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I'm using Apache Commons DBCP. There is a task to track the inner behavior of the DBCP - number of active and idle connections.

I found out that DBCP lacks any such logging at all. Yes, tt is possible to write the code that outputs the status of the BasicDataSource when connection is borrowed from the pool. However there is no way to track the status of the BasicDataSource when connection is returned or closed, because connection object knows nothing about the pool.

Any ideas?

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I think aspects may be the solution to your quandry. Check out:

Basically, you can write an aspect or two that will "latch onto" the execution of some methods inside DBCP.

Something like:

import org.aspectj.lang.annotation.Aspect;
import org.aspectj.lang.annotation.Around;
import org.aspectj.lang.ProceedingJoinPoint;

public class AroundExample {

  public Object doBasicPStuff(ProceedingJoinPoint pjp) throws Throwable {
    // write code to do what you want
    final PoolingDataSource ds = (PoolingDataSource) pjp.getThis();
    // log whatever you want

    // let it finish
    Object retVal = pjp.proceed();
    // stop stopwatch
    return retVal;


That's just a tiny example. Aspects are really powerful and there's a bunch of different ways to do what you want. The code depends on whether you're using Spring or not, and what exactly you wanna log.

P.S. I haven't tested the above code.

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DBCP's BasicDataSource contains a few protected methods that actually create the pools and the pool factories. You can subclass it and override those methods to change the behavior; for example, to get a hold of the pool factory or replace it with your own. Once you have that pool, you can then get at the pool state within your code.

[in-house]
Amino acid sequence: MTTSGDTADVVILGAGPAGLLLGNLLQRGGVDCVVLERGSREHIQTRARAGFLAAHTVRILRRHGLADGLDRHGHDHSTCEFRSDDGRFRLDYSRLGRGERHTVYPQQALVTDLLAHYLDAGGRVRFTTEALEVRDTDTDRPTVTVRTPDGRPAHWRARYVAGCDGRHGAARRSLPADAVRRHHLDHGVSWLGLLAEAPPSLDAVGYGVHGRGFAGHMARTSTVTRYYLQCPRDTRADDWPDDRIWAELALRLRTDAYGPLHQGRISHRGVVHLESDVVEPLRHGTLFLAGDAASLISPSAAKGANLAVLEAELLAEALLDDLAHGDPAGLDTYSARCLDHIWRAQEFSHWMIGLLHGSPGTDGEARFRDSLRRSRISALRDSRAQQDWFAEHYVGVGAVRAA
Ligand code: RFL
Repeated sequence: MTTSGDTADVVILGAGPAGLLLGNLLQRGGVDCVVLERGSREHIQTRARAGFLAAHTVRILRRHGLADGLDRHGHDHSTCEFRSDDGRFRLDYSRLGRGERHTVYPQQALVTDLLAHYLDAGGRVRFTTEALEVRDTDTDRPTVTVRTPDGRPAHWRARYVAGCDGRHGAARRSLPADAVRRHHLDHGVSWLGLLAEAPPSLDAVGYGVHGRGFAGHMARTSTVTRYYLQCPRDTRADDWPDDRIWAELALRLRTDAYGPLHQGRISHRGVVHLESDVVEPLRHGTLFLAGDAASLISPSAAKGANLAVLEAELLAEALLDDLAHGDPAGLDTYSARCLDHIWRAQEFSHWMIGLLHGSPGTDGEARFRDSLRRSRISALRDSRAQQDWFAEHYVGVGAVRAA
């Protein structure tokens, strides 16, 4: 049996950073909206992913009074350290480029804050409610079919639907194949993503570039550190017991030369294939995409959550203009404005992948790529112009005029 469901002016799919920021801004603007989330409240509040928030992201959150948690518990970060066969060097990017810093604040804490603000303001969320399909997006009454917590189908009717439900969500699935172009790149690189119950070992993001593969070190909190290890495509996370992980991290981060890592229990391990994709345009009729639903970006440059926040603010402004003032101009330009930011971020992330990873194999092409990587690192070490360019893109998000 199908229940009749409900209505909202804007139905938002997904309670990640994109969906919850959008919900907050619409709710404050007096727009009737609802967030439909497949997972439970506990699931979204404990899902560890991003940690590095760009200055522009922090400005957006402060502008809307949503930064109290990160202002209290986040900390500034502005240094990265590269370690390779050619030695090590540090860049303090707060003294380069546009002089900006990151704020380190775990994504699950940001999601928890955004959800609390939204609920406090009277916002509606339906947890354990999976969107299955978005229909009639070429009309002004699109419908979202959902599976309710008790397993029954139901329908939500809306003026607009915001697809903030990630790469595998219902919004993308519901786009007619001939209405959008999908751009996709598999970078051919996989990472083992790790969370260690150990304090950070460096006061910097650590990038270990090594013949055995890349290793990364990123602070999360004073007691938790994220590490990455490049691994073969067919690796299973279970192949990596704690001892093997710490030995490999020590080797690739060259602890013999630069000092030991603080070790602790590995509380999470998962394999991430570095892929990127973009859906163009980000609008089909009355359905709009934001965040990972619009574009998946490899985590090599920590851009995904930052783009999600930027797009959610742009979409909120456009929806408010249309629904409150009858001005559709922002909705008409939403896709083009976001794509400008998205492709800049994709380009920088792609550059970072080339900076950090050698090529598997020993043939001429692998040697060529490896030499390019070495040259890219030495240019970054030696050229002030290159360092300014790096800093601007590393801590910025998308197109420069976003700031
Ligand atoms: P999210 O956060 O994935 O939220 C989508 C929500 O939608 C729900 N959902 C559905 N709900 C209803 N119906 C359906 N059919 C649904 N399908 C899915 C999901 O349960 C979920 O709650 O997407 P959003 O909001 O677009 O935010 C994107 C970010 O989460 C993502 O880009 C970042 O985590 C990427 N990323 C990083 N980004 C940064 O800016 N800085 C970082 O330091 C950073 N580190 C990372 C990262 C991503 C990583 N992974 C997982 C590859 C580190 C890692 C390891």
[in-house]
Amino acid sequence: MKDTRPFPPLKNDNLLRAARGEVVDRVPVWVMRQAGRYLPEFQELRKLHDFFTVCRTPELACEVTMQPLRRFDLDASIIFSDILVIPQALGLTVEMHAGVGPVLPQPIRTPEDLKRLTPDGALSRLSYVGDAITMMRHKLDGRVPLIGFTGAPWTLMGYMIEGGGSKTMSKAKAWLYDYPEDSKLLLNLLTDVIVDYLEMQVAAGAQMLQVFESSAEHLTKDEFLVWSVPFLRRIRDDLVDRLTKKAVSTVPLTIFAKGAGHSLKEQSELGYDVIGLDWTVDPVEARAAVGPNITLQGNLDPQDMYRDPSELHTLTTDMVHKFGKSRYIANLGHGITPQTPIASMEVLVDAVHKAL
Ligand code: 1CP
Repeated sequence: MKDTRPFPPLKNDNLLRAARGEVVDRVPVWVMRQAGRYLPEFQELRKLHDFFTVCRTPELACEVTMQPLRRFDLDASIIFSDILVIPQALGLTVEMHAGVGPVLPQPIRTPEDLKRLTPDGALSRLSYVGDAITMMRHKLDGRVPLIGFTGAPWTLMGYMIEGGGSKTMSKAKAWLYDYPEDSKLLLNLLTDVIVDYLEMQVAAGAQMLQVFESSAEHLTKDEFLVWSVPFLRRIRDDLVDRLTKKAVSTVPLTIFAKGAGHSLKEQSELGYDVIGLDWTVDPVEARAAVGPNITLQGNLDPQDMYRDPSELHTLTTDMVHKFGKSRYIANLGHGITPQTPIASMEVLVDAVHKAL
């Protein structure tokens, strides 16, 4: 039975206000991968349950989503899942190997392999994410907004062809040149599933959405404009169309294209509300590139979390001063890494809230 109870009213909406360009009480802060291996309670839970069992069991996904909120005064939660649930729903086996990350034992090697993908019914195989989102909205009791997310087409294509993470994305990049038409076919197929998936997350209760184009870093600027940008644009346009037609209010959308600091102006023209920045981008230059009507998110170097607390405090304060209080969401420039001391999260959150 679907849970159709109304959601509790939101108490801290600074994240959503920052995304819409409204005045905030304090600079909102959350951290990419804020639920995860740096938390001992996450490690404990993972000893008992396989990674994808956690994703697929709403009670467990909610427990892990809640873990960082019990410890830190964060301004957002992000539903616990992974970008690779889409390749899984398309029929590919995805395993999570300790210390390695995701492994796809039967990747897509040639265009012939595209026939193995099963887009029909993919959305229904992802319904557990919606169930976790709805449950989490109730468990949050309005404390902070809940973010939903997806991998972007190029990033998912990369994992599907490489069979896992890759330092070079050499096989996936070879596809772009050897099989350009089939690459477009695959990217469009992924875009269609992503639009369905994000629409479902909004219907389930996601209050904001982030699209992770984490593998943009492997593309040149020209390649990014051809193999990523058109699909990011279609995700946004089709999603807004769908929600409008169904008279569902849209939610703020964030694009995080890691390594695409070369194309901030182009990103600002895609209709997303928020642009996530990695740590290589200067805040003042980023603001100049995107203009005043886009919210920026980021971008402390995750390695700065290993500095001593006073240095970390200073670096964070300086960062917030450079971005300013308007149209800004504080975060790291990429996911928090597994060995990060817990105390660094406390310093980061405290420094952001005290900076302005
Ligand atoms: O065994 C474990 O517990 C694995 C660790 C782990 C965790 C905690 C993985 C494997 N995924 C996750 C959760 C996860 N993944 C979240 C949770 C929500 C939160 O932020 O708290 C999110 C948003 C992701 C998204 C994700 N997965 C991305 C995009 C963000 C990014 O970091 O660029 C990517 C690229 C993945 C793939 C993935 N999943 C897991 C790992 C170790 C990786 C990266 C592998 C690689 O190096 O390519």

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AOP is the way to go for tracking connection usage from the pool. However, its not very straight forward. You need to do the following:

  1. Create a ConnectionWrapper class that wraps (Decorator pattern) Connection and overrride the close() method to additionally log the connection id, thread id and action 'close'
  2. Intercept the getConnection() method of the datasource.
  3. In that method, log the connection id, thread id and action 'open'
  4. In the same method, decorate the original connection and return your ConnectionWrapper instance

With this setup, you can track both the borrow & return of the connection from/to the pool.

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If you have access to the DataSource object, you can cast it to BasicDataSource and get the maxIdle and maxActive connections using getNumActive() and getNumIdle() methods.

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where connection.close() is called there is no access to DataSource object. So it is not possible to cast it to BasicDataSource and get maxIdle and maxActive. – kachanov Aug 14 '15 at 1:06
Connection.close() is not equal to Datasource.close() – Raja Anbazhagan Aug 18 '15 at 9:44
You can keep the reference to the Datasource somewhere and that should do. – Raja Anbazhagan Aug 18 '15 at 10:03

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